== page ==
Even Better Skin Tone Correcting Moisturizer SPF 20
The questions about this daytime moisturizer with sunscreen have been pouring in, no doubt in response to Clinique’s intense advertising campaign. We admit, the claims are enticing, but what it comes down to is that this is just another in-part avobenzone sunscreen, similar to others from Clinique’s Superdefense line, right down to the price and the unfortunate use of jar packaging. Interestingly, the Superdefense products offer SPF 25, but in this case the Even Better with SPF 20 is supposed to be the one that provides a “high level” defense!
Other than the difference in SPF rating, the main point of difference between Even Better and Superdefense is that Even Better claims to “break apart surface darkening and exfoliate it away.” That’s an enticing claim, but one that won’t come true. The only ingredient in Even Better with proven exfoliating ability is salicylic acid (BHA), which when properly formulated, is a great exfoliant (among other benefits). In this product, however, both the low amount of salicylic acid (less than 1%) and the high pH don’t permit it to work as well as it could.
You’ll get reliable broad-spectrum sun protection from this moisturizer for normal to slightly dry skin, but that’s about it. Keeping skin protected from sunlight will help prevent future discolorations, but that’s true for all well-formulated sunscreens. But, back to the jar packaging issue: It’s a shame Clinique is still relying on jars. As is the case with most of their moisturizers, those with and without sunscreen, this contains a brilliant array of beneficial ingredients for skin, but many of them won’t remain stable due to the jar packaging.
Imagine erasing past damage to create a more even skin tone while protecting skin from future darkening with high-level UVA/UVB defense. Delivers soothing hydration as specialized ingredients break apart surface darkening and exfoliate it away. Instantly brightens, clarifies.
Strengths: A few excellent moisturizers and serums; excellent sunscreens; very good cleansers and eye makeup removers; unique mattifying products; impressive selection of foundations, good concealers; some remarkable mascaras; much-improved eyeshadows, lip colors and blush formulas.
Weaknesses: Bar soaps (which can clog pores and dull skin); alcohol-based toners; unfortunate choice of jar packaging for antioxidant-loaded moisturizers.
Estee Lauder-owned Clinique launched the concept of cosmetics being "allergy-tested," "hypoallergenic," "100% fragrance-free," and "dermatologist tested." Of those marketing claims, the only one with significance is "100% fragrance-free," which, for the most part, Clinique maintains (although it does add some fragrant extracts to a few products). Unfortunately, terms like hypoallergenic and dermatologist tested aren't regulated by the FDA and can mean anything, thus, you still need to rely on the ingredient list to tell you whether their product contains any ingredients with the potential to irritate skin.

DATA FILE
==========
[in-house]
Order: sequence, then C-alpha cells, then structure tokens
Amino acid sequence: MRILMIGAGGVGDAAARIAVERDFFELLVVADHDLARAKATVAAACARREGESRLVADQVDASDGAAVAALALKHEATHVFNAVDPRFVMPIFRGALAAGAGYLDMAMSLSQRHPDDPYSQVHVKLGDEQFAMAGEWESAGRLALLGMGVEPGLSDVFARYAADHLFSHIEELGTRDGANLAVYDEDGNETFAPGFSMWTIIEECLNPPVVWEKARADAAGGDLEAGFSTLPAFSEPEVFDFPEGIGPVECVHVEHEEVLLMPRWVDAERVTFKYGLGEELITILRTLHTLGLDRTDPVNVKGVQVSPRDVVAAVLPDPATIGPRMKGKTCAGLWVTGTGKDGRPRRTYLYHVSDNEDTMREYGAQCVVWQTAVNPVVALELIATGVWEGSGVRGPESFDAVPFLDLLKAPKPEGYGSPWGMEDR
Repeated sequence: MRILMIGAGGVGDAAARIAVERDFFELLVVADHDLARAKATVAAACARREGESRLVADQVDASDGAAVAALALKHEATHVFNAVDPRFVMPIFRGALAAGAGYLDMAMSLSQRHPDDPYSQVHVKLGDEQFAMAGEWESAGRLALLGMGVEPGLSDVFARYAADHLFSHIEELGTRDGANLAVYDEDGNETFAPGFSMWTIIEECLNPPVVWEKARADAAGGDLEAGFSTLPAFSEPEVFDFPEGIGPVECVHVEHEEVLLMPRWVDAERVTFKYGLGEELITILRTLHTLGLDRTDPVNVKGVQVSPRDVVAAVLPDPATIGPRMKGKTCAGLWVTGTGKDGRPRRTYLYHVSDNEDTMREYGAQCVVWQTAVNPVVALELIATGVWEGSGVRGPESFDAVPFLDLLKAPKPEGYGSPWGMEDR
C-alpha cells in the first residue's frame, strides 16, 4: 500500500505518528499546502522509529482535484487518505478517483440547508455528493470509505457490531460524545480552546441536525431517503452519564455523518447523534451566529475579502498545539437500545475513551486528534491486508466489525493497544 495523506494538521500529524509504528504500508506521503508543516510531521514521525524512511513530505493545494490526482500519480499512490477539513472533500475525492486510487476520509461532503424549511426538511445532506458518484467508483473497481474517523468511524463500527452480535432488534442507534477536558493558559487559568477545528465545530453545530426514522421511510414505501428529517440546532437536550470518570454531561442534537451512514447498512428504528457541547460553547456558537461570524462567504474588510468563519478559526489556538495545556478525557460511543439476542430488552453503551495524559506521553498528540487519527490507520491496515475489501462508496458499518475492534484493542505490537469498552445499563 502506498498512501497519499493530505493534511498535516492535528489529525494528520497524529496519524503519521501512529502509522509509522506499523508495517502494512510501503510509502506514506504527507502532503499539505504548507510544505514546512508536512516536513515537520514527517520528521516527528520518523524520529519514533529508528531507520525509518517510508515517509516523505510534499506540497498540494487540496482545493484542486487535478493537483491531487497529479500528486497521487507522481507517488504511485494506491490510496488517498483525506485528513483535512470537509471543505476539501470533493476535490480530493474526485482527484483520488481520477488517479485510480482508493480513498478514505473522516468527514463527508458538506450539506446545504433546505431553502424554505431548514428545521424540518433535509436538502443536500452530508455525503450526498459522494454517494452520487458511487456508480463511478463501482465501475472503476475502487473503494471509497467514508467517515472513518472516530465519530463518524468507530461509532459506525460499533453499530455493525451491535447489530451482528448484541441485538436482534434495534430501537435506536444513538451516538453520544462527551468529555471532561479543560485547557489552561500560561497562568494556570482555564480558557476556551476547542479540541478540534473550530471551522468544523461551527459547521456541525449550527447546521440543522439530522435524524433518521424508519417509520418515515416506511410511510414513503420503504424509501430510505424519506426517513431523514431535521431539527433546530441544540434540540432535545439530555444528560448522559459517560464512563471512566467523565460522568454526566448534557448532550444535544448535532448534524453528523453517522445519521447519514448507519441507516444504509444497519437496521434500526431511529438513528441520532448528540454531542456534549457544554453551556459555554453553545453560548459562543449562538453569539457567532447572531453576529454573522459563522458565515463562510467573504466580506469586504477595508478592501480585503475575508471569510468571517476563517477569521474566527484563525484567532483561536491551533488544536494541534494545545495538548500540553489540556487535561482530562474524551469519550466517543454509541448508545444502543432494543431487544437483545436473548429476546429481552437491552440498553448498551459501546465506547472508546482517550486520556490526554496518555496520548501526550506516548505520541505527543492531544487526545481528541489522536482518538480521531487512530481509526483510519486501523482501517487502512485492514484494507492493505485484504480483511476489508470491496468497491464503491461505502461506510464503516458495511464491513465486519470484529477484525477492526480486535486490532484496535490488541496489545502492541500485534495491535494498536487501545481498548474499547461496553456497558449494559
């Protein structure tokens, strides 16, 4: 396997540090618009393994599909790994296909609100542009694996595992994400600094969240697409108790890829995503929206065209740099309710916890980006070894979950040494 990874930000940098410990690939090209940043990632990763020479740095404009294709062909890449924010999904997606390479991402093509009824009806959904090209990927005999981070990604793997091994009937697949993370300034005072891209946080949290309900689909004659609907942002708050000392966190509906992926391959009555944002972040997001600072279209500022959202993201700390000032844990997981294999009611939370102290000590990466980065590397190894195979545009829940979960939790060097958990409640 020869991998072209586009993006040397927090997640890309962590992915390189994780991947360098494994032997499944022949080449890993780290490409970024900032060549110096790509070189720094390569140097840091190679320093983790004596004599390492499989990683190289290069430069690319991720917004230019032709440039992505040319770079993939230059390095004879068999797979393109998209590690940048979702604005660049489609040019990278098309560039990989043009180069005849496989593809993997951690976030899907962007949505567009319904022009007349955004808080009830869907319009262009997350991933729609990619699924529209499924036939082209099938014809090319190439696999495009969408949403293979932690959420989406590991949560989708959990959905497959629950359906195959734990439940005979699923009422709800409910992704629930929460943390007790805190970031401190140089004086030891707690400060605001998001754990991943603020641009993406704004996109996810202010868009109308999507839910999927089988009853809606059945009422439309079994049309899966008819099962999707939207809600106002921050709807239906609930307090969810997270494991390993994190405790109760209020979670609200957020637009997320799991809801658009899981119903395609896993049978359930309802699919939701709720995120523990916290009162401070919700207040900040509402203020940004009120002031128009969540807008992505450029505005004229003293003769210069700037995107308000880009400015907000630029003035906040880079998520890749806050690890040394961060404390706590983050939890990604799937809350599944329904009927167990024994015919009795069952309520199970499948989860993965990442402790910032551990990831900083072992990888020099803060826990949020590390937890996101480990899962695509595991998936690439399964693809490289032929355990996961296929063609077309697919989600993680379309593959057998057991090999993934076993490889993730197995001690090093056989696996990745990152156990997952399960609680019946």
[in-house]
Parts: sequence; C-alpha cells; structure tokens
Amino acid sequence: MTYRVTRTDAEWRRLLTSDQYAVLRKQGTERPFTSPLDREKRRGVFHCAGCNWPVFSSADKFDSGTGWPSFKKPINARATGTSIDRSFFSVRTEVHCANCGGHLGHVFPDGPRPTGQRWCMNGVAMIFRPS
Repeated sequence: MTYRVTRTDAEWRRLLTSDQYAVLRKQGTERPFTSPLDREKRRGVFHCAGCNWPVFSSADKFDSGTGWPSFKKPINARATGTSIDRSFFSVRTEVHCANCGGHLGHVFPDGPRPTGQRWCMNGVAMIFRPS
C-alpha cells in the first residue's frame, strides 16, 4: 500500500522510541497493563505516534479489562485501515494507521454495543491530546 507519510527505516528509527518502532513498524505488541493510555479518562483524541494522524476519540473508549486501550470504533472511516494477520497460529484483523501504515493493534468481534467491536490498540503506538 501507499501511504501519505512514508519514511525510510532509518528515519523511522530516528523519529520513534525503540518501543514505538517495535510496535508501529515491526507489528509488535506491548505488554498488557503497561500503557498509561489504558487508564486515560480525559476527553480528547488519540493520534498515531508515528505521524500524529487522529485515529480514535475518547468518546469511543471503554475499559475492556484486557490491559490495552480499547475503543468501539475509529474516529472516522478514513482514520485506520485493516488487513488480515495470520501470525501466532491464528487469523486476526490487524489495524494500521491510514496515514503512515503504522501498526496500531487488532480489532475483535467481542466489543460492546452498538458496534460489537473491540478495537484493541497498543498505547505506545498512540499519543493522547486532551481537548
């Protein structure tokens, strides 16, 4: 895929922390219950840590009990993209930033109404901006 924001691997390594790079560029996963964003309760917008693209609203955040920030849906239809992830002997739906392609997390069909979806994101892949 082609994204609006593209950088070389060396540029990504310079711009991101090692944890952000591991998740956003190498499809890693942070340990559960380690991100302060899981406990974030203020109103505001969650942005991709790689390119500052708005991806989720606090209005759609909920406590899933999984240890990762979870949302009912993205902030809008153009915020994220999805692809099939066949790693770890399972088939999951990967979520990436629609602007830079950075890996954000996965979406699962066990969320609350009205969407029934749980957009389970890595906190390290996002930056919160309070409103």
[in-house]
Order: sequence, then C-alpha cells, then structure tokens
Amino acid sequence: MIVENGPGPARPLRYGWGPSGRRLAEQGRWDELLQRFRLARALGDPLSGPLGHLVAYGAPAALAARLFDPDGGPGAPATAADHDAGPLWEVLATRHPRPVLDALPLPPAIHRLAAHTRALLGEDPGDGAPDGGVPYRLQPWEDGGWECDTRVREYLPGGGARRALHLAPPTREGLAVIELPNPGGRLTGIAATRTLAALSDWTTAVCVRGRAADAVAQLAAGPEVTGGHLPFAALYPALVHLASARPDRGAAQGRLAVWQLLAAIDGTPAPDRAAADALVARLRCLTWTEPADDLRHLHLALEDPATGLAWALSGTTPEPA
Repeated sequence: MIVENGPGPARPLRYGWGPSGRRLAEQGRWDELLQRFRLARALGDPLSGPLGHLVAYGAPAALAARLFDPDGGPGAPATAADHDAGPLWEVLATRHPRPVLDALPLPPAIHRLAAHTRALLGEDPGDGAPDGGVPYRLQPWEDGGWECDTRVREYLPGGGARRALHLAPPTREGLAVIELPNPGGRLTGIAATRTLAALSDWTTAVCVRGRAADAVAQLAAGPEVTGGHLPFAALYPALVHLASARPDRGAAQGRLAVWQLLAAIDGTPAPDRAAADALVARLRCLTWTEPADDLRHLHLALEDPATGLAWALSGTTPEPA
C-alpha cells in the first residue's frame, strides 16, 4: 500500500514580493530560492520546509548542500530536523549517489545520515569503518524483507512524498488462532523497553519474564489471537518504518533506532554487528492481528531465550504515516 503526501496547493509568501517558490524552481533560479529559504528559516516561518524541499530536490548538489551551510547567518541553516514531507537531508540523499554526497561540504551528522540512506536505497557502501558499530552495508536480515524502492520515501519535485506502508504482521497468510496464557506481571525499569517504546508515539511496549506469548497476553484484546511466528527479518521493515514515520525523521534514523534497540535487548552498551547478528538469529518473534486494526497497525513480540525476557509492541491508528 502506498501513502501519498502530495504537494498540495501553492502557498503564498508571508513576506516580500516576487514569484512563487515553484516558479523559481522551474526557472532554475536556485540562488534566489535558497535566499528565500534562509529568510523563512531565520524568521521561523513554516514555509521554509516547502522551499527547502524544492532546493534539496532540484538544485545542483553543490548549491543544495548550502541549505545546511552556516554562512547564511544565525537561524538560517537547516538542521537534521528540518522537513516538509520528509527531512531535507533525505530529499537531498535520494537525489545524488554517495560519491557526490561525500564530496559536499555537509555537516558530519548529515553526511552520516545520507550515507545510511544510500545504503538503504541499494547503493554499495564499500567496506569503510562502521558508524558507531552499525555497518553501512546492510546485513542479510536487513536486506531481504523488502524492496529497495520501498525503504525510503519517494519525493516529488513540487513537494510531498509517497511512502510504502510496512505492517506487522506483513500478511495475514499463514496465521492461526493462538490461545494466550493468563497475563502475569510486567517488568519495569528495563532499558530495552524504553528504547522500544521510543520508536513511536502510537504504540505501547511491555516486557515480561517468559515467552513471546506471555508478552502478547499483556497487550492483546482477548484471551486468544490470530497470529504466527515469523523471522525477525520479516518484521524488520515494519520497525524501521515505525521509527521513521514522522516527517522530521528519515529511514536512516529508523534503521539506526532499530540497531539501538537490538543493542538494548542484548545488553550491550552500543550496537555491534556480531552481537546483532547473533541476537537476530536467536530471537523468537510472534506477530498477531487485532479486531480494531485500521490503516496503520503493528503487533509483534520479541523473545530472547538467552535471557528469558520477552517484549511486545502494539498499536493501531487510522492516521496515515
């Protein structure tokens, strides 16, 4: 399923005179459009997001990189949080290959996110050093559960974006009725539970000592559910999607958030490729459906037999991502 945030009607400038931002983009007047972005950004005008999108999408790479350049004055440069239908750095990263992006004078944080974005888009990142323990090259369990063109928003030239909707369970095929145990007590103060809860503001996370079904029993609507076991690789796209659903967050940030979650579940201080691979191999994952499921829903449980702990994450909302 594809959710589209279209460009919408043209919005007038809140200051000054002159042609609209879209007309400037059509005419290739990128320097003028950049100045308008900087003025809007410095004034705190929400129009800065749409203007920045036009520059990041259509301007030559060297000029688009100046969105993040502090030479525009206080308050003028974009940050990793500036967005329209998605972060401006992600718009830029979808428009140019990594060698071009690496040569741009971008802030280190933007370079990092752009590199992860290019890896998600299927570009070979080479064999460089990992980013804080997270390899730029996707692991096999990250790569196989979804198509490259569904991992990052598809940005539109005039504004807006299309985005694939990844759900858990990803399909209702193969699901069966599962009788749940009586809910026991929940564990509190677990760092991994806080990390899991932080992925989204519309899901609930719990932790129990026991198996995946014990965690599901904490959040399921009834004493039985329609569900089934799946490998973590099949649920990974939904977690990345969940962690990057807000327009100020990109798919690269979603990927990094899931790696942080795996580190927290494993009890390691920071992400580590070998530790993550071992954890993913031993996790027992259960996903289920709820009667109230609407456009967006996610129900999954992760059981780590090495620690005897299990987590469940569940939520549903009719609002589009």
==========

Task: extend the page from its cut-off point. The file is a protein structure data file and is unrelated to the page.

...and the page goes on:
That inconvenient fact aside, Clinique is leading the way with cutting-edge, state-of-the-art moisturizers and serums, plus some formidable makeup and more than a few excellent sunscreens. While Clinique has some products that we see as missteps for reasons discussed in their reviews, more than ever, what they offer is quite good (just have realistic expectations, as some of their claims go beyond what their products are capable of).
Turning to makeup, Clinique continues to offer a vast palette of colors and textures, especially with their enormous selection of foundations, many of which feature effective sunscreens. Without a doubt, the numerous formulas offer something for every skin type and almost every skin color, though the blushes, eye makeup and lip colors are frequently not pigmented enough for deeper skin tones.
The bottom line is that, despite a few shortcomings, Clinique is one of the most comprehensive (and comparably affordable) department-store makeup lines, and it is completely understandable why they enjoy such broad appeal.
Note: Clinique is categorized as one that tests on animals because their products are sold in China. Although Clinique does not conduct animal testing for their products sold elsewhere, the Chinese government requires imported cosmetics be tested on animals, so foreign companies retailing there must comply. This requirement is why some brands state that they dont test on animals unless required by law. Animal rights organizations consider cosmetic companies retailed in China to be brands that test on animals, and so does the Beautypedia Team.
For more information about Clinique, call (800) 419-4041 or visit www.clinique.com.
About the Experts
The Beautypedia team consists of skin care and makeup experts personally trained by the original Cosmetics Cop and best-selling beauty author, Paula Begoun. We’re fascinated by skin care and makeup products and thrilled when they meet or exceed our expectations, but we’re also disappointed when they fail to perform as claimed, are wildly overpriced, or contain ingredients scientific research has proven can hurt skin.
Our mission has always been to help you find the best products for your skin, no matter your budget or preferences. Beautypedia’s thorough and insightful reviews cut through the hype and provide reliable recommendations for all ages, skin types, and skin tones.